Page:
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J Cell Sci. 2007 Jan 1;120(Pt 1):160-5. Epub 2006 Dec 12.

Cytochrome c oxidase maintains mitochondrial respiration during partial inhibition by nitric oxide.

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  • 1Wolfson Institute for Biomedical Research, University College London, Cruciform Building, Gower Street, London, WC1E 6BT, UK.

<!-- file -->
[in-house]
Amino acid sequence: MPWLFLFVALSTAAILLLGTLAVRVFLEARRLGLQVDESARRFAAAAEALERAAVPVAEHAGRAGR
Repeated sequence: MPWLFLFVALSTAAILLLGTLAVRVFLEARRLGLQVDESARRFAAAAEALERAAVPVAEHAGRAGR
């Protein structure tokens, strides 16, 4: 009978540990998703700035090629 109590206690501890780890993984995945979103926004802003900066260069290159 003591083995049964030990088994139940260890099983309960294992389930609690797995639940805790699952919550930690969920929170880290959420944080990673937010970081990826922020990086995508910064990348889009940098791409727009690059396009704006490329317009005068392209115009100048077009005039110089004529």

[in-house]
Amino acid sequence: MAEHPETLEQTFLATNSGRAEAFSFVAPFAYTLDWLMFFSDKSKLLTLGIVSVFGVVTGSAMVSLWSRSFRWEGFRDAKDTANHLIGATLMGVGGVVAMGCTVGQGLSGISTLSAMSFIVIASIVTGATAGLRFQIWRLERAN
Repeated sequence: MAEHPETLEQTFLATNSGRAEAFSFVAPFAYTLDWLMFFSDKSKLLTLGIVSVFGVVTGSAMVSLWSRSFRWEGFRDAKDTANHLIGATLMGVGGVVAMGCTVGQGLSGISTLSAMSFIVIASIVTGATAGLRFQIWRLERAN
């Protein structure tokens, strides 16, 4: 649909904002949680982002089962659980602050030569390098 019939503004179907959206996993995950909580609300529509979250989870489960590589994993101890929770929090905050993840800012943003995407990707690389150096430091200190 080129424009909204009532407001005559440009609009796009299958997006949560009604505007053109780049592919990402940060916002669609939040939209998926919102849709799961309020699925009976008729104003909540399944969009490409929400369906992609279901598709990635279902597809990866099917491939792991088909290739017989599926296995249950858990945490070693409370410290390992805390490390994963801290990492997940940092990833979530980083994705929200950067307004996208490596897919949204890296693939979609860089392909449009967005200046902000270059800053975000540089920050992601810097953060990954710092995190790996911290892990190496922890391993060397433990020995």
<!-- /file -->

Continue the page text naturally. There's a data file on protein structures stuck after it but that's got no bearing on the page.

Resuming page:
Nitric oxide (NO), generated endogenously in NO-synthase-transfected cells, increases the reduction of mitochondrial cytochrome c oxidase (CcO) at O2 concentrations ([O2]) above those at which it inhibits cell respiration. Thus, in cells respiring to anoxia, the addition of 2.5 microM L-arginine at 70 microM O2 resulted in reduction of CcO and inhibition of respiration at [O2] of 64.0+/-0.8 and 24.8+/-0.8 microM, respectively. This separation of the two effects of NO is related to electron turnover of the enzyme, because the addition of electron donors resulted in inhibition of respiration at progressively higher [O2], and to their eventual convergence. Our results indicate that partial inhibition of CcO by NO leads to an accumulation of reduced cytochrome c and, consequently, to an increase in electron flux through the enzyme population not inhibited by NO. Thus, respiration is maintained without compromising the bioenergetic status of the cell. We suggest that this is a physiological mechanism regulated by the flux of electrons in the mitochondria and by the changing ratio of O2:NO, either during hypoxia or, as a consequence of increases in NO, as a result of cell stress.

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